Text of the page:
The prevalence of intestinal parasites in paediatric diarrhoeal and non-diarrhoeal patients in Addis Ababa hospitals, with special emphasis on opportunistic parasitic infections and with insight into the demographic and socio-economic factors
AbstractBackground: Opportunistic intestinal parasitic infections cause severe diarrhoea specially in infants and in immunocompromised people world wide.
Objective: The objective of this study was to assess and determine the prevalence of opportunistic intestinal parasites in paediatric patients with and without diarrhoea in selected hospitals in Addis Ababa.
Methods: A cross-sectional study was conducted on 222 children under five years of age who had diarrhoea and on 74 children who had no diarrhoea in selected Hospitals in Addis Ababa. Single stool specimens were collected and screened for intestinal parasitic infections by using direct and concentrated methods. The Modified Ziehl-Neelsen Staining and Modified Water-Ether Sendimentaion methods were used for detecting Coccidial parasites.
Results: Of the 222 paediatric diarrhoeal patients, 61(27.5%) were found to be infected with a variety of intestinal parasites and out of 74 children without diarrhoea 11(14.9%) were found to be infected. Among the emerging opportunistic parasites detected in diarrhoeal children were Cryptosporidium parvum (8.1%), Isospora belli (2.3%) and Enterocytozoon bieneusi/ Encephalitozoon intestinalis (0.5%). Other common intestinal parasites detected were Ascaris lumbricoides (0.5%), Trichuris trichiura (0.9%), Giardia lamblia (6.3%), Entamoeba histolytica/ E. dispar (1.4%), Blastocystis hominis (5.9%) and Hymnolepis nana (0.5%). Opportunistic parasites were found to be significantly associated with diarrhoeal and non-breastfed children (p<0.001). C. parvum and I. belli respectively were isolated from 83.3% and 80% of diarrhoeal children aged less than 12 months. C. paravum and I. belli infections were also higher in male children, with a prevalence of 72.2% for C. paravum and 80% for I. belli.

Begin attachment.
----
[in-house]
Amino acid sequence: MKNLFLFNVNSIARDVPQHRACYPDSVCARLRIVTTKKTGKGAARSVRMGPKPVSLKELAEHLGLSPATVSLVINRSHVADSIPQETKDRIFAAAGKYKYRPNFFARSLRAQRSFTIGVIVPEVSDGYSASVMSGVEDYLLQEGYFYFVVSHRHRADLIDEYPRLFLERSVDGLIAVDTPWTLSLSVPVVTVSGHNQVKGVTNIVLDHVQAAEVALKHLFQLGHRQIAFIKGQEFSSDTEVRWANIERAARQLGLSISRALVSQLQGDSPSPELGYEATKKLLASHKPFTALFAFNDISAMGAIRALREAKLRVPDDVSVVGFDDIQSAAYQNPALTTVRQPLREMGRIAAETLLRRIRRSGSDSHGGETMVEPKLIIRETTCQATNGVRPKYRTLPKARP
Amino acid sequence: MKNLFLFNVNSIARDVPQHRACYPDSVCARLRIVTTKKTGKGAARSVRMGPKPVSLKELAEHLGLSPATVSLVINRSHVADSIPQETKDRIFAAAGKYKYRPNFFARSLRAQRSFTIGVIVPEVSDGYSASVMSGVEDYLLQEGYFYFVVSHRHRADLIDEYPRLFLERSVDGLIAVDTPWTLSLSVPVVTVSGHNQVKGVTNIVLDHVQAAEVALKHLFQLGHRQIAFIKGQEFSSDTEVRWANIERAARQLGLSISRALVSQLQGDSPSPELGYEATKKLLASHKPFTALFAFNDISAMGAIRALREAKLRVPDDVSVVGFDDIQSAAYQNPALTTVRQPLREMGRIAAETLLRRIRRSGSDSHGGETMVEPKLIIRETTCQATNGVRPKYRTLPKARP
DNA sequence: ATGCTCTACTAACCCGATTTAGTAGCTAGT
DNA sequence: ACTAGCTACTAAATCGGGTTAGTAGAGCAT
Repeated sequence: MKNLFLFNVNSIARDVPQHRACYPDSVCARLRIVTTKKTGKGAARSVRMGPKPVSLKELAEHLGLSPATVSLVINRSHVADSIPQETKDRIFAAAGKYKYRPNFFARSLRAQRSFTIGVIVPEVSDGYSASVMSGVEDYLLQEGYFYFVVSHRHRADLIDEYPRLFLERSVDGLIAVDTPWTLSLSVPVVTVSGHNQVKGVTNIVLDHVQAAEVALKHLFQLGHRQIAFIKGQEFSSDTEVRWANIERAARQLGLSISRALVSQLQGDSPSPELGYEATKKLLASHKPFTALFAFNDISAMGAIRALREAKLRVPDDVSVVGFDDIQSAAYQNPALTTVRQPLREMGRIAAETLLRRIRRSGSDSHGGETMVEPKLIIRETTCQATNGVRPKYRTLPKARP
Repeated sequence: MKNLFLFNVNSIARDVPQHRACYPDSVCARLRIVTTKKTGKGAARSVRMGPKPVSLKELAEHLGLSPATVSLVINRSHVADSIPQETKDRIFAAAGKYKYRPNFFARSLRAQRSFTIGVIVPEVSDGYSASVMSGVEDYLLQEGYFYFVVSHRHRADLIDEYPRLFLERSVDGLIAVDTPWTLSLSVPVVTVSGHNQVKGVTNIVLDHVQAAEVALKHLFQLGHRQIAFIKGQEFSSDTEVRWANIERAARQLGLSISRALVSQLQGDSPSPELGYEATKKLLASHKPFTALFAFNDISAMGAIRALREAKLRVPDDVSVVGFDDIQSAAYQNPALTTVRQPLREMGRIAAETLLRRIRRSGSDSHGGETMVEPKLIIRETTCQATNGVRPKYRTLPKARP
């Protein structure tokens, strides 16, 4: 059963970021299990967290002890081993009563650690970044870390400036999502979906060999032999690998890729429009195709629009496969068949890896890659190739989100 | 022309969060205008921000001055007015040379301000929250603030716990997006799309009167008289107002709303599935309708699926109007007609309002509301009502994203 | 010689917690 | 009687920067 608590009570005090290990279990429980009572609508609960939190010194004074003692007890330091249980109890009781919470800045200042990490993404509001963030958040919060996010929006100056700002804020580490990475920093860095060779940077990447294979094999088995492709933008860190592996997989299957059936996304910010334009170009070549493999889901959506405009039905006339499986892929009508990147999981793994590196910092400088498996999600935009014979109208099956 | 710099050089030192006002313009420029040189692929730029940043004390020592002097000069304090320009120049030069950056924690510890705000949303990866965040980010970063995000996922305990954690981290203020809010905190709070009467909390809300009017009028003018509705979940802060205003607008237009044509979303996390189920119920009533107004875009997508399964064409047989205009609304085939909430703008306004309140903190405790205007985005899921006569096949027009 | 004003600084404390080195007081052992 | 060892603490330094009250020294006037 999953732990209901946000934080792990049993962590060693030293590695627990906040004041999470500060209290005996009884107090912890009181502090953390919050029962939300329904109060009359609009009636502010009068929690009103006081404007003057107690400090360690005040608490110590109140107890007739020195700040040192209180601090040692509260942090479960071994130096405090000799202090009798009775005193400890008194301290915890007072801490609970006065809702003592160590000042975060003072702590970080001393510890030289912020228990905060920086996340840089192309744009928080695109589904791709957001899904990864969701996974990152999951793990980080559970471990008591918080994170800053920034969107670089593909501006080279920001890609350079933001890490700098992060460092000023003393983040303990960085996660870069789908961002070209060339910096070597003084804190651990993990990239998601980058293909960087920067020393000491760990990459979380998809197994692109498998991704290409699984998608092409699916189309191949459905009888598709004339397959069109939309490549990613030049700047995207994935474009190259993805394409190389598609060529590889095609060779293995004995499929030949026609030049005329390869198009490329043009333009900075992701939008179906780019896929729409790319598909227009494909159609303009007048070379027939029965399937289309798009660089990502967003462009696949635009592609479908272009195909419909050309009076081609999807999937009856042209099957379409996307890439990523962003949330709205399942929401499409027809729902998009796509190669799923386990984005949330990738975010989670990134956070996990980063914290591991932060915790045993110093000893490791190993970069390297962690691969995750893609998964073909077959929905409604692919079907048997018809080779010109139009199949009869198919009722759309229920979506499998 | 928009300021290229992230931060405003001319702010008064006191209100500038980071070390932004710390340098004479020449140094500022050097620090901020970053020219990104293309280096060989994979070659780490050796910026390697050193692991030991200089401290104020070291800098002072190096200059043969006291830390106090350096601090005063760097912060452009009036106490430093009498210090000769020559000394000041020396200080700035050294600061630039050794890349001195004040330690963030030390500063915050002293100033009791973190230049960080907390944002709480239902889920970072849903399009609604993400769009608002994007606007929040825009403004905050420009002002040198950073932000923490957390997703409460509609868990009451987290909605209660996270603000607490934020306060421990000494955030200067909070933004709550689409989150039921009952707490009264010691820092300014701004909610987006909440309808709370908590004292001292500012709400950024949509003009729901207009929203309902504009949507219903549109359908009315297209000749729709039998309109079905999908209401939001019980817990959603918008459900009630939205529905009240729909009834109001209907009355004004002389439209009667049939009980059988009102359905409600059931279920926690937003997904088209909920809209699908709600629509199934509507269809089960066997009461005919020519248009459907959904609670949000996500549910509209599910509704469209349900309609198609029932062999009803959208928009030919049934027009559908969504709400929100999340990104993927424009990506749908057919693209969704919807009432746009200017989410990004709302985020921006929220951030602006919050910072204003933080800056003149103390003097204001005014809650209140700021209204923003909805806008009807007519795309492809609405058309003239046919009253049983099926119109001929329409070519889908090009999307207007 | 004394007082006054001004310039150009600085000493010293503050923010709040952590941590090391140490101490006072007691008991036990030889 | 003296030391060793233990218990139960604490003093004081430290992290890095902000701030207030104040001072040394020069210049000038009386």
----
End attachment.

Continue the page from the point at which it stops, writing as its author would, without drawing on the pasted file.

Conclusion: This study re-affirms and confirms the previously held view that opportunistic parasites can cause diarrhoea in paediatric patients and that it is more prevalent in male, non-breastfed children. The cause of diarrhoea in paediatrics in the absence of identifiable parasitic infections suggests that other infectious agents might be responsible for the diarrhoea.
The Ethiopian Journal of Health Development Vol. 20(1) 2006: 39-46